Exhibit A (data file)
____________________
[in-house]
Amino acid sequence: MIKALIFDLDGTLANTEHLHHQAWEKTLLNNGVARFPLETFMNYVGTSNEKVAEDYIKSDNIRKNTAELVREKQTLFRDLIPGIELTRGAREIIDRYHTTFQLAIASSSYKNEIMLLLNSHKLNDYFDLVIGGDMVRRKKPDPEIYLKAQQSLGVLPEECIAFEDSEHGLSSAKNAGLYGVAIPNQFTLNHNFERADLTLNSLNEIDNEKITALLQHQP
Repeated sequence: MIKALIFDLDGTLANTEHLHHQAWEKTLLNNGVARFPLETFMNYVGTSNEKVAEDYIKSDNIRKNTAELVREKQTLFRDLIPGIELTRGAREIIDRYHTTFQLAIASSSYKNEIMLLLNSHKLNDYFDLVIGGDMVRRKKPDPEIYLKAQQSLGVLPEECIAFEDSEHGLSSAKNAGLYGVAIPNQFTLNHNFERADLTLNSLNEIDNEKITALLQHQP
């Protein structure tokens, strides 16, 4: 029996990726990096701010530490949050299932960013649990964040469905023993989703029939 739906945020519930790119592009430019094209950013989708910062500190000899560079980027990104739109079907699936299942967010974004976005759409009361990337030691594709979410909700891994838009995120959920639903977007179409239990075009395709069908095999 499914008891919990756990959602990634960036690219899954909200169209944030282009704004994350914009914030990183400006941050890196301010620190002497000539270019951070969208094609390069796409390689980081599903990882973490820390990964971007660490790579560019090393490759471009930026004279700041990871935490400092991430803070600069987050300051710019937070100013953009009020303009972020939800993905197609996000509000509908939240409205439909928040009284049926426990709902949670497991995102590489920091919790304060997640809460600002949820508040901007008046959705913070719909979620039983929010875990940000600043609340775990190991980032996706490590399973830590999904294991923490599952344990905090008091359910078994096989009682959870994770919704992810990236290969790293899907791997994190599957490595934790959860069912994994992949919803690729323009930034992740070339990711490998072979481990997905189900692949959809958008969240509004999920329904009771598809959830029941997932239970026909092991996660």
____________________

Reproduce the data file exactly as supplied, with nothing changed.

[in-house]
Amino acid sequence: MIKALIFDLDGTLANTEHLHHQAWEKTLLNNGVARFPLETFMNYVGTSNEKVAEDYIKSDNIRKNTAELVREKQTLFRDLIPGIELTRGAREIIDRYHTTFQLAIASSSYKNEIMLLLNSHKLNDYFDLVIGGDMVRRKKPDPEIYLKAQQSLGVLPEECIAFEDSEHGLSSAKNAGLYGVAIPNQFTLNHNFERADLTLNSLNEIDNEKITALLQHQP
Repeated sequence: MIKALIFDLDGTLANTEHLHHQAWEKTLLNNGVARFPLETFMNYVGTSNEKVAEDYIKSDNIRKNTAELVREKQTLFRDLIPGIELTRGAREIIDRYHTTFQLAIASSSYKNEIMLLLNSHKLNDYFDLVIGGDMVRRKKPDPEIYLKAQQSLGVLPEECIAFEDSEHGLSSAKNAGLYGVAIPNQFTLNHNFERADLTLNSLNEIDNEKITALLQHQP
């Protein structure tokens, strides 16, 4: 029996990726990096701010530490949050299932960013649990964040469905023993989703029939 739906945020519930790119592009430019094209950013989708910062500190000899560079980027990104739109079907699936299942967010974004976005759409009361990337030691594709979410909700891994838009995120959920639903977007179409239990075009395709069908095999 499914008891919990756990959602990634960036690219899954909200169209944030282009704004994350914009914030990183400006941050890196301010620190002497000539270019951070969208094609390069796409390689980081599903990882973490820390990964971007660490790579560019090393490759471009930026004279700041990871935490400092991430803070600069987050300051710019937070100013953009009020303009972020939800993905197609996000509000509908939240409205439909928040009284049926426990709902949670497991995102590489920091919790304060997640809460600002949820508040901007008046959705913070719909979620039983929010875990940000600043609340775990190991980032996706490590399973830590999904294991923490599952344990905090008091359910078994096989009682959870994770919704992810990236290969790293899907791997994190599957490595934790959860069912994994992949919803690729323009930034992740070339990711490998072979481990997905189900692949959809958008969240509004999920329904009771598809959830029941997932239970026909092991996660």